We don’t want to miss opening night where 15 artists paint together in one room from live models, in groupings of three to a model. They are centered, and we mull around the wider circle, watching awhile at one station, and then onto the next. In front of each section is a wedge of chairs from which to view the artists in action. Here are some pictures of last year’s Thursday night favorite event of mine, the paint out.

The next day we will need training shoes with wheels to make it to the many other demonstrations, panel discussions, workshops and breakout sessions. As professional full time artists, Allison and I want to take our art to the next level, so we can’t wait to see artists demonstrating, discussing techniques and methods, and to network with fellow artists from all over the world. Two years ago, I sat next to an Estonian (Estonia is the setting for Veiled in White) who attended art school in St. Petersburg, Russia. Fun!

Where else can you have individual artist-to-artist exchanges and your portfolio critiqued?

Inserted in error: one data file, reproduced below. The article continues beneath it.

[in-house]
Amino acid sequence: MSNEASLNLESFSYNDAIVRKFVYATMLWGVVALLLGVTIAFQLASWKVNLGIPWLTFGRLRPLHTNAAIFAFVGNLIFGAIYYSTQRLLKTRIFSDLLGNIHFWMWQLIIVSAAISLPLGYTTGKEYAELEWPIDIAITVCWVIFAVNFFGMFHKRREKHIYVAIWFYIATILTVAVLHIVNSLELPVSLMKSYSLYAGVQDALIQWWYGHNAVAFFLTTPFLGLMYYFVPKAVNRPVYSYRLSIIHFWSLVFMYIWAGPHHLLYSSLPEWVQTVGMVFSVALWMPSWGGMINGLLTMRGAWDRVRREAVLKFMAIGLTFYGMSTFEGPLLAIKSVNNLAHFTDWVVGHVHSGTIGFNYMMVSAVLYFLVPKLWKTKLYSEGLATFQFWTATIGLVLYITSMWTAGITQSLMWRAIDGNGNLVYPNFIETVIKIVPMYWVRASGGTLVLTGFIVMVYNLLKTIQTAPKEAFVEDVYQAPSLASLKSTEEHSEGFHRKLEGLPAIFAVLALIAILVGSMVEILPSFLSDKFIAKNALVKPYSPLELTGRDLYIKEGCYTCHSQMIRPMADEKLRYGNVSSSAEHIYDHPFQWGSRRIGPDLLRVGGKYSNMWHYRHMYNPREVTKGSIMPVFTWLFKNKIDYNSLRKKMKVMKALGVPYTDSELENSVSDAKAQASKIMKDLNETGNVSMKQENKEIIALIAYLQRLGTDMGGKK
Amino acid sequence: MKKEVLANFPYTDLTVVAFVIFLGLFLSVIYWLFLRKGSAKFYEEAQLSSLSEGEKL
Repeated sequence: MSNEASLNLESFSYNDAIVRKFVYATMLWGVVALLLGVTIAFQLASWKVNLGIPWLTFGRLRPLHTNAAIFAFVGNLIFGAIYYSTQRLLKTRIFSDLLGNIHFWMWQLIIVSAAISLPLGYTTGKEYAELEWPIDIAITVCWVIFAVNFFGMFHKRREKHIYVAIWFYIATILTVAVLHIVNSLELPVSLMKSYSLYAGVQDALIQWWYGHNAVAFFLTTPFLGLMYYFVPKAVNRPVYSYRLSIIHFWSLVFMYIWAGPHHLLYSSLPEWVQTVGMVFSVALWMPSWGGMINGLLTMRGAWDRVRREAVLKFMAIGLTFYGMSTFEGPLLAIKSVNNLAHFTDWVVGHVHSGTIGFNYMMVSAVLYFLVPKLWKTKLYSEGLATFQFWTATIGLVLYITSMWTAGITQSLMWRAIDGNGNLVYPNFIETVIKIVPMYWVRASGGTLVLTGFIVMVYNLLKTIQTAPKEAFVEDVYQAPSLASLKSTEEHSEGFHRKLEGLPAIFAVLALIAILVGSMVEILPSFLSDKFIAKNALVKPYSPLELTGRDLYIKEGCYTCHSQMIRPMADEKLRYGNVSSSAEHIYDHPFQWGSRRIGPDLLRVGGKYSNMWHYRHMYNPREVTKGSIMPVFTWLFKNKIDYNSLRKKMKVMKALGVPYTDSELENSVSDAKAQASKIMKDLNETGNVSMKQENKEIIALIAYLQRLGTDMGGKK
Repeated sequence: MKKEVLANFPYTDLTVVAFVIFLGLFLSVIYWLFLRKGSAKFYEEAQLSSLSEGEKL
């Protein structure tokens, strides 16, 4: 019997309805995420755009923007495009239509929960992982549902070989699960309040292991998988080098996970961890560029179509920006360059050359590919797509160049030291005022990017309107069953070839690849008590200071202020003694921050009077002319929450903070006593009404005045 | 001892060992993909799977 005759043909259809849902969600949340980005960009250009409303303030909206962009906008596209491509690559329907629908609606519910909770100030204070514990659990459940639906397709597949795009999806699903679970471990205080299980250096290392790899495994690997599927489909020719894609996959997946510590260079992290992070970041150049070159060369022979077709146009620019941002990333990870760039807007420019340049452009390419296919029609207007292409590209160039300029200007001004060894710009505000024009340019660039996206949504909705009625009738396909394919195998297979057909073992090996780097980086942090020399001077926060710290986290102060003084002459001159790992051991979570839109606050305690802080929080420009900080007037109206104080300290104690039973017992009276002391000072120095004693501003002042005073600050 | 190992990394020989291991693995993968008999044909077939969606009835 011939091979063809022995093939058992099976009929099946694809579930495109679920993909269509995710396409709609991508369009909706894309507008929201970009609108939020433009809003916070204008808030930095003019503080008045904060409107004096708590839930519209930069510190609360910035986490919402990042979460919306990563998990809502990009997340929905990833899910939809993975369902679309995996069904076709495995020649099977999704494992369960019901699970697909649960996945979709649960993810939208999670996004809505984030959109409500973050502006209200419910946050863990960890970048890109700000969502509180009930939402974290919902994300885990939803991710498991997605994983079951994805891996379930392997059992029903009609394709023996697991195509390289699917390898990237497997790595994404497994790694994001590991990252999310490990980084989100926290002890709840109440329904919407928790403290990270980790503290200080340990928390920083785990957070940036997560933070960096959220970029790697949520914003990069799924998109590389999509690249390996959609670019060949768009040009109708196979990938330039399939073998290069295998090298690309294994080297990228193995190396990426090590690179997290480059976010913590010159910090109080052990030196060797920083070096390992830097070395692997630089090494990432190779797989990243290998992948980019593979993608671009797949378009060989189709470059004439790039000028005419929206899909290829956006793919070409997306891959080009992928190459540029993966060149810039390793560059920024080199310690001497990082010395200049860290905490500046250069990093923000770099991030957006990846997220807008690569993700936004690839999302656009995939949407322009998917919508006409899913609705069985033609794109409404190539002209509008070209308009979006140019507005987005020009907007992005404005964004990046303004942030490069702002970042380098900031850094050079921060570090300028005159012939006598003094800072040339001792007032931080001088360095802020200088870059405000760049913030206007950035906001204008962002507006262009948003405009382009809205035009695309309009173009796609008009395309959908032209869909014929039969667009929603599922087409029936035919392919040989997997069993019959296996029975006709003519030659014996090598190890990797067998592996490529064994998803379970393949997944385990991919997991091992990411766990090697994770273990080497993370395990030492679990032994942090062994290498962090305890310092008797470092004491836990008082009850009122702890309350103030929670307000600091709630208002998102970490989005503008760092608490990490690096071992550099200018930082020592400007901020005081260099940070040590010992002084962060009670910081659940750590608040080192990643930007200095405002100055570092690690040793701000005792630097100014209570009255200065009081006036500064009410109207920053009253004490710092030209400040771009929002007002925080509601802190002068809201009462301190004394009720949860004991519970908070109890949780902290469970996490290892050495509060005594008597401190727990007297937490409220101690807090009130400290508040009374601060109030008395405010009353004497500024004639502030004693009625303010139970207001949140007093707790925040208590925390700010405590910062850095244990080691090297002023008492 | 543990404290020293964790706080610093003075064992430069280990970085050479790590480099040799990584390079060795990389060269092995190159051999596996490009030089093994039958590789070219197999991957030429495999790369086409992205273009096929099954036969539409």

From there, it’s demonstration after demonstration from the best artists in the world sitting on stage with their model and mirrors which show the model’s face beside the in-progress work as the artist paints it. We will hear lectures about varying phases of the professional life of an artist or progress within a painting. What I love is that in one place, I get expert oil painters in still life’s and portraits, expert watercolor portraitist demos, how-to’s, professional art supplies being sold, books you die for–autographed–and you get to study portfolios for different presentation techniques.

I’ve also bought paintings from these artists each year in the paint-out’s silent auction.Paint Out,9

Just for joining PSA, you get a full color The Art of the Portrait Journal, the International Artist, member tuition rates, become part of the mentoring program, can receive signature status. Winners receive over $60,000 in cash and prizes. The Draper Grand Prize includes cash and prizes totaling over $10,000 and a feature article in International Artist magazine.

Unforgettable moments. Our dream, where we network with artists and agents, travel to area museums and visit with friends, new and old…and maybe next year, get in the show.